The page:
From Diary 1
we head on.
12. Today's first stop will be a coffee shop with a small zoo. Local animals, including tree rats and Santa Maria snakes, both of which are unique to Cuba. We continue through a huge citrus plantation, and are told they are exporting to Israel!
We should have spent the night in a former Native American village, which consists of pole-huts far out in a swamp, but because of the rain of the last weeks, it is not possible. However, this does not prevent us from visiting the city. 20 minutes by a large motor boat and we are among a lot of small islands. Fascinating, but an hour is enough to see the area.
Sails back, and drives to a crocodile farm. It seems that the main nutrition of the overweight crocks is some giant crabs, which are also found in the area. The next stop is in 3 minutes, at a working sugar mill, we are 3-4 people standing and photographing, and then we drive out to our motel. It is located in the Bay of Pigs, right by the water.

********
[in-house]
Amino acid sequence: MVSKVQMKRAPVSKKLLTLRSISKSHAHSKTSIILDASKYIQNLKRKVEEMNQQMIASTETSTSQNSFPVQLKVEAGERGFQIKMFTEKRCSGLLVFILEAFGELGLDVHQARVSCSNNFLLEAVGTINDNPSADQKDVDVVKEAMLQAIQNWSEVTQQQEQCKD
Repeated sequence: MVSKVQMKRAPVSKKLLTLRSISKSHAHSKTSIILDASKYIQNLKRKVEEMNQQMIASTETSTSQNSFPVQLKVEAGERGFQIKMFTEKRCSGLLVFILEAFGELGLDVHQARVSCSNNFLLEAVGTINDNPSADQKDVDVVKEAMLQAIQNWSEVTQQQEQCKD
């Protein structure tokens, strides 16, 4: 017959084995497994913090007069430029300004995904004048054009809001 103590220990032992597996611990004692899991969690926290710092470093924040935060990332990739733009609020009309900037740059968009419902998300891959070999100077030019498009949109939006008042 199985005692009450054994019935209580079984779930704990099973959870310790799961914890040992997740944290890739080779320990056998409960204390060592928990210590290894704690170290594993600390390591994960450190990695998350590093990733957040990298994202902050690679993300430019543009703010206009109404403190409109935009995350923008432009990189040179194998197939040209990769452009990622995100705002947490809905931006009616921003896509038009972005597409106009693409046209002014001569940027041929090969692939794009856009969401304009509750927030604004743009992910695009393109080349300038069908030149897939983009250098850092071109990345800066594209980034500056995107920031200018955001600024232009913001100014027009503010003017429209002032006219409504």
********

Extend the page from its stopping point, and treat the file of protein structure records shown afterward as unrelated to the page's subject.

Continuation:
After some hassle, we get rented snorkel gear,
and see corals, fish and not least; giant sea urchins, maybe 30-40
cm in diameter. The area around the cabins is totally pierced by
some 5 cm large crabs with black shield and orange legs.
Unfortunately, they do not stick to their caves; I find a big guy in
my shoe in the morning. In addition to the black / orange crabs,
there are waving-, shadow-, hermit-, and giant crabs in the area.